Flynn Reef

It was our last day in North Queensland today, so we decided to have one last trip out to the Great Barrier Reef. Yesterday’s rain had stopped, but it remained overcast right up until the boat left to return to Cairns. Flynn reef is about 60 km off shore, so the land was pretty much invisible by the time we saw a line of breaking waves indicating that we had arrived.

We had booked on a big catamaran called Silverswift, which takes about an hour and 20 min to deliver 85 divers and snorkelers to three different dive sites. These ended up being only a few hundred metres apart, but they were all quite different so we weren’t unhappy. The tour provided us with full-cover Lycra suits designed mostly to protect from stingers, so we decided to pay a bit extra and hire some neoprene wetsuits to keep warm. Most people didn’t use them, but it meant we could spend an extra 20 minutes in the water without getting cold.

When we first put our heads under the water at the Coral Gardens, the stunning scenery took our breath away. One of the divemasters reckons the visibility was between 20 and 30 metres! Within a few minutes I was swimming alongside a hawksbill turtle. There is very little evidence of coral bleaching on this particular reef, as far as I could see. We watched a couple of reef sharks swim by, but they are pretty nervous of big animals like us and don’t hang around.

We stopped for lunch at Gordon’s Mooring, ate quickly while the scuba divers were in the water, then put our wet gear back on and jumped in the ocean. This time the water wasn’t quite as clear, but there were still thousands of fish to watch. We managed to swim close to a reef shark before it noticed us and took off.

Felicity had just taken the unidentified fish we’ve called ‘clam eater’, when I saw it swim down and nip a bite off the edge of one of the giant clams. This wasn’t one of the real monsters (which can be over 500 years old), but it was still almost half a metre in total length. Quick as a flash it closed its shell almost completely. I remembered reading stories of Pacific Islanders getting a foot caught in one of these clams and having to hack their leg off with a diving knife before they run out of air.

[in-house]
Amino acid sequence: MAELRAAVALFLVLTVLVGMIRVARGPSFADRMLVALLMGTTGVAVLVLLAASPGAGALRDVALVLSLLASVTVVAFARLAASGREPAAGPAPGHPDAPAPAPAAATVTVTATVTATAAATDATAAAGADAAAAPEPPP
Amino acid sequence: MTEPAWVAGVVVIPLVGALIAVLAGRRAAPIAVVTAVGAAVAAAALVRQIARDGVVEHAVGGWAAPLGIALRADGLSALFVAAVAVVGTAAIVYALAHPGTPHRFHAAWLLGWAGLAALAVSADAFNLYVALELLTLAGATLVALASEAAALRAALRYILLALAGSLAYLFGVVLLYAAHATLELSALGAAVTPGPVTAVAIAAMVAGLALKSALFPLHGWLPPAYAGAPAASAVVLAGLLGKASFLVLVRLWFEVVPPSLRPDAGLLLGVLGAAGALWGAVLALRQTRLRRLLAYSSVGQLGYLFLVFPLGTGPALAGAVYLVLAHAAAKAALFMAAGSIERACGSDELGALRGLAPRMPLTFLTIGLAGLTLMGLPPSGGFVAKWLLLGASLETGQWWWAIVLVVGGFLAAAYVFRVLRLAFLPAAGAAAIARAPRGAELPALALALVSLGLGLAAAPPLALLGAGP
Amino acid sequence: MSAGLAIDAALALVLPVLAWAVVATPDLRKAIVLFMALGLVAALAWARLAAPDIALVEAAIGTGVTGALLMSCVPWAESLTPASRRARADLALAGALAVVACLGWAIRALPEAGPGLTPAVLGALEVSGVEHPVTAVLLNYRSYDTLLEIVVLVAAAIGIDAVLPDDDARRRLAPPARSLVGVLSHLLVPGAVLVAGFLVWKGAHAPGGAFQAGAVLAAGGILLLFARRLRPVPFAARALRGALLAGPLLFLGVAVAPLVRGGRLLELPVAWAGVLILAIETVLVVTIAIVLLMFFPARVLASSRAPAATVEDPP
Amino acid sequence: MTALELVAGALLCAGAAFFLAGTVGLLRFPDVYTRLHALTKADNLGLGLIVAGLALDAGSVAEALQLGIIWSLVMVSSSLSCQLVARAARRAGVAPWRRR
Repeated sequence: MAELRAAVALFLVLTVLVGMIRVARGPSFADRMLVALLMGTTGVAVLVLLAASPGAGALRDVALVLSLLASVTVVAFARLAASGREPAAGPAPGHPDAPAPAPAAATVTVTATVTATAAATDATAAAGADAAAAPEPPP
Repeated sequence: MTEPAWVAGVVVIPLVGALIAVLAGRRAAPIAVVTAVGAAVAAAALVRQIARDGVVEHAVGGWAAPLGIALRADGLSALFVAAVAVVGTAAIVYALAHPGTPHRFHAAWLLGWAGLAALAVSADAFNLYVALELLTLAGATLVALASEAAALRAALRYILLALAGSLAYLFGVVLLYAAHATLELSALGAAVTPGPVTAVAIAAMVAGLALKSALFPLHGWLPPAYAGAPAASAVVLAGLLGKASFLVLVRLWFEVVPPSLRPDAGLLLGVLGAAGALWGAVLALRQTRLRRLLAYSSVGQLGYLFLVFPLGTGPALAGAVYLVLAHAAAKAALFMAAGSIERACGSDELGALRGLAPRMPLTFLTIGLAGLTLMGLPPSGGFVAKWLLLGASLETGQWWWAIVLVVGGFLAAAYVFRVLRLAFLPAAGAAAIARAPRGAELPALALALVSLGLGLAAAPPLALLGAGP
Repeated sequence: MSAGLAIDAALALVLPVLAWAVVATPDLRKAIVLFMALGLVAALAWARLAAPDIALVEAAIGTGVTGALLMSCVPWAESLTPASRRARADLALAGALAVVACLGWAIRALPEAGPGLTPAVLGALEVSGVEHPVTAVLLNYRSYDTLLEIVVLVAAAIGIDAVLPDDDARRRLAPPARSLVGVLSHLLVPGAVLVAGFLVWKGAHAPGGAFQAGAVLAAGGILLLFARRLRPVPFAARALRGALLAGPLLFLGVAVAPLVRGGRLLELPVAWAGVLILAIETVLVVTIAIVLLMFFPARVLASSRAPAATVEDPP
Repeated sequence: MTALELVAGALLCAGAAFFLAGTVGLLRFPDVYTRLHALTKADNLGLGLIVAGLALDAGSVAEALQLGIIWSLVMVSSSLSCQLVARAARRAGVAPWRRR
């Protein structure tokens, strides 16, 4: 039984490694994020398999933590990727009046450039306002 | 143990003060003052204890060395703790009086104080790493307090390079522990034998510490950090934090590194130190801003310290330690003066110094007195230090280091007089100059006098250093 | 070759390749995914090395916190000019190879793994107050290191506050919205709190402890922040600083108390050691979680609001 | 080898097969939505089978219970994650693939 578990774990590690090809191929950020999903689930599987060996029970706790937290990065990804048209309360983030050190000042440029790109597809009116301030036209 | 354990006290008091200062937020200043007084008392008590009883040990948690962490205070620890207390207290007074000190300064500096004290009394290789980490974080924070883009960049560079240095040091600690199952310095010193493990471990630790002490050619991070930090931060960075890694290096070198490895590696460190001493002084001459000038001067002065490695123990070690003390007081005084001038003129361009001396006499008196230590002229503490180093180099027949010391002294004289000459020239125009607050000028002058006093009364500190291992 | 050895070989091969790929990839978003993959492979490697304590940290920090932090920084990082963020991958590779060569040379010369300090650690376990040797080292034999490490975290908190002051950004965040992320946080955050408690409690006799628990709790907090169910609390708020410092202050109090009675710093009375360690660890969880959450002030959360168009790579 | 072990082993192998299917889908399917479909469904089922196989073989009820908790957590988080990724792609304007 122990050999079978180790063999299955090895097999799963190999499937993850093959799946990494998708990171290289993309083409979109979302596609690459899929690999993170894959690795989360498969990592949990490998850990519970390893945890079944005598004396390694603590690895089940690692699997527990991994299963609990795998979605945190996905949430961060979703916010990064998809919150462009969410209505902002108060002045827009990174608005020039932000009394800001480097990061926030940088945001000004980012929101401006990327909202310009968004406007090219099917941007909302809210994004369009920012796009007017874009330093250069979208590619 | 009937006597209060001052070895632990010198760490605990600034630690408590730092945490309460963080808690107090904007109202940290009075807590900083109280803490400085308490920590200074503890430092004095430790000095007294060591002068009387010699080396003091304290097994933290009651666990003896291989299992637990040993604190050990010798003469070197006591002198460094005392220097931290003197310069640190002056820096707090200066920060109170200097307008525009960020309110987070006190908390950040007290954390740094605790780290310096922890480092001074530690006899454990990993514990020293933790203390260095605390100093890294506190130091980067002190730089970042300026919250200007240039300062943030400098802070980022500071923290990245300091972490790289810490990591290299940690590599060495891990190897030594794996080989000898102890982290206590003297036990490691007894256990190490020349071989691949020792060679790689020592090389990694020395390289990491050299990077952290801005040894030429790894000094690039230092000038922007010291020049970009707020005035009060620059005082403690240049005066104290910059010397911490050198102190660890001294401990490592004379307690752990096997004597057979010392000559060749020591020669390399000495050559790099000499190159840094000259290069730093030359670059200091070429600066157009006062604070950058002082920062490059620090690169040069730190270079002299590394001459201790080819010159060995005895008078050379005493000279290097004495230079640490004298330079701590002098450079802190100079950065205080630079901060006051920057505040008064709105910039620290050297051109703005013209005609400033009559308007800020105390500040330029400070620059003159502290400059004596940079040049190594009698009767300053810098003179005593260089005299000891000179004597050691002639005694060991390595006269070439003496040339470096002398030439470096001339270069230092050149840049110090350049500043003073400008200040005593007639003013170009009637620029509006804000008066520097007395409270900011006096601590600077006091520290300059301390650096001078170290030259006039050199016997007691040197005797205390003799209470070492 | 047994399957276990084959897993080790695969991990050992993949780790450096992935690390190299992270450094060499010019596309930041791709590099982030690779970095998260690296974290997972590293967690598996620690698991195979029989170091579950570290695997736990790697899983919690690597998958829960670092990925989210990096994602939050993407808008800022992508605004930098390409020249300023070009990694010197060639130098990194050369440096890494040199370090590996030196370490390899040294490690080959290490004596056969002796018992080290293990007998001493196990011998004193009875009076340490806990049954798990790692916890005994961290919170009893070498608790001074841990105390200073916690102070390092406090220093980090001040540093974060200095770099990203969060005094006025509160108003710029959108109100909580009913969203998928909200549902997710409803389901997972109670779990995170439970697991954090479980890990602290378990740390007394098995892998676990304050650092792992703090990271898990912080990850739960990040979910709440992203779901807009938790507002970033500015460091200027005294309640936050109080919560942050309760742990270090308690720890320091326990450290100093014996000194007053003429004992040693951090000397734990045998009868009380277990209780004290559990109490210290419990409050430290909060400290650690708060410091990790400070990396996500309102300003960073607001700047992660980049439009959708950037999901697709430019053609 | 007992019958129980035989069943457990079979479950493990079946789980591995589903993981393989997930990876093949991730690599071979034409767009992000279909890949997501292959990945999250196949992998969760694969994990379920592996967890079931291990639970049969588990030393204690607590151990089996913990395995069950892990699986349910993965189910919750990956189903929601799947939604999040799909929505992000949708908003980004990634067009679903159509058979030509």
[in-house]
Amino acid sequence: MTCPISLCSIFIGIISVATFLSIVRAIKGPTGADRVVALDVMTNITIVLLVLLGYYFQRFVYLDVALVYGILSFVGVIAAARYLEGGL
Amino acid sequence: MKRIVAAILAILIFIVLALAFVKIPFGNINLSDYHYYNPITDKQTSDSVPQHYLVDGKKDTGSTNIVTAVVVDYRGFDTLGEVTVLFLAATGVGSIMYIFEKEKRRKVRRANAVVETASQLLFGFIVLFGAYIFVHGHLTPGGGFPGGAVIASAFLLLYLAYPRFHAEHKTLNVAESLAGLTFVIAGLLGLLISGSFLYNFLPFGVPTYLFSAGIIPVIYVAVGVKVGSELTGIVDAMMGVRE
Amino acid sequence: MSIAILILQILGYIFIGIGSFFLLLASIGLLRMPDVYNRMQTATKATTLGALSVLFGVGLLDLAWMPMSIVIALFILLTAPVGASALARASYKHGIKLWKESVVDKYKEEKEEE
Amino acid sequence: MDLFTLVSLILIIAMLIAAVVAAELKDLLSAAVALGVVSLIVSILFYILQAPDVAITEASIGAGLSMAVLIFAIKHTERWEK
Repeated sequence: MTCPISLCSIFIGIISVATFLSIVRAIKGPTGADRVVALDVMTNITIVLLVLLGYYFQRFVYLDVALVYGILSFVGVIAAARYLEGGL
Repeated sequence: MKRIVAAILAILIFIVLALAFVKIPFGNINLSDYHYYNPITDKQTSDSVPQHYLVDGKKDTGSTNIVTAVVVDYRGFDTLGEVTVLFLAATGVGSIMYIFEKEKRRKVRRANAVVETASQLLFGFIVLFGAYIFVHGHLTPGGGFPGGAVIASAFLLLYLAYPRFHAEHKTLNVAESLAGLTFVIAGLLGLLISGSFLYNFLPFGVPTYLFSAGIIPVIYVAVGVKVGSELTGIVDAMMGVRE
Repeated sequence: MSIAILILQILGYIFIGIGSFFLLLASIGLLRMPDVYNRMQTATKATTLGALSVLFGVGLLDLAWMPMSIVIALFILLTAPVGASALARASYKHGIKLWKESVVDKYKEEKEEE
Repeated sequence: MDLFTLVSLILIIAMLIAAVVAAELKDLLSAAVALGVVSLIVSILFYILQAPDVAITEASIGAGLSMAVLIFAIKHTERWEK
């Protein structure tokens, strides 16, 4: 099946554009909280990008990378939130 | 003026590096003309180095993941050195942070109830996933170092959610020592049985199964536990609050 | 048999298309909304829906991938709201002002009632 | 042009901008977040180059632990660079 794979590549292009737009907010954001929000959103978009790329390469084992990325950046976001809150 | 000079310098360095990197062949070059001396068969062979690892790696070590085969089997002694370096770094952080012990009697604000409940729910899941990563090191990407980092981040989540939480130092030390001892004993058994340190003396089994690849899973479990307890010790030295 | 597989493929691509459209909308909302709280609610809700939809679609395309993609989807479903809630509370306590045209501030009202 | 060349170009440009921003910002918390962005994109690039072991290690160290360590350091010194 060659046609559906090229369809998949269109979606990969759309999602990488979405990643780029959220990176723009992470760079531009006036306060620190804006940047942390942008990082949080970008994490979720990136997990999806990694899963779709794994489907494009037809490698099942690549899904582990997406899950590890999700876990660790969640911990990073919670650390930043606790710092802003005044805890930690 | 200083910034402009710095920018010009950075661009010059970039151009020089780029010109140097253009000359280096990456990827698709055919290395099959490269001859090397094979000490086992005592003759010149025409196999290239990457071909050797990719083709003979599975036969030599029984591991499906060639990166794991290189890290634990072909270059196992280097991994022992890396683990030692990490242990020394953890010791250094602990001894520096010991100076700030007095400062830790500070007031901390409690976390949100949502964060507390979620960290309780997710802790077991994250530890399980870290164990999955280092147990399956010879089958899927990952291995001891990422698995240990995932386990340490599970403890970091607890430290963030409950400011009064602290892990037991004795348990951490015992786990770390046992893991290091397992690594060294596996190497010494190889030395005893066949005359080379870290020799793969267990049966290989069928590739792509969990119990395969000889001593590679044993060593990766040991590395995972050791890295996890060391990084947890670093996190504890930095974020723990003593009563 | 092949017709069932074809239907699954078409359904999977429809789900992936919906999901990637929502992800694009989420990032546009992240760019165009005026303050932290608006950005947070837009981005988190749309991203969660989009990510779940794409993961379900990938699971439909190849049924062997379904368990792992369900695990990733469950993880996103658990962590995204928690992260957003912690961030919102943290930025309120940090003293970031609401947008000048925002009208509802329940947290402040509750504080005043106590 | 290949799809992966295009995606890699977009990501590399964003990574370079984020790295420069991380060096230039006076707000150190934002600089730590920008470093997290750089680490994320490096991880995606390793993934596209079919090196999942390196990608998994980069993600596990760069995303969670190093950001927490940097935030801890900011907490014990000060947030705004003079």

The final stop was at Tracy’s Bommie. This is a huge lump of coral rising almost to the surface in about 10 metres of water. The two of us swam quickly to be ahead of a guided snorkel tour for the masses, and found a green turtle to swim with. It let me get so close that I could have touched it, but I resisted in case it got frightened.

Soon after that we encountered another white-tipped reef shark, and I chased it for a while, again getting within about a metre. On the way back to the boat we ran into a huge humphead parrotfish, almost a metre long and probably well over 30kg. It continued smashing its head into the coral to feed, even when Felicity and I were close by on either side.

Although a big boat with lots of people is pretty crowded when everyone is getting organised at the same time, it was great to have a hot fresh-water shower available on the back deck to rinse off most of the salt before changing into our dry clothes. We were almost home when the skipper suddenly stopped and circled around so that we could watch a pod of dolphins swimming past.

It has been a great final day for our Australian adventure.

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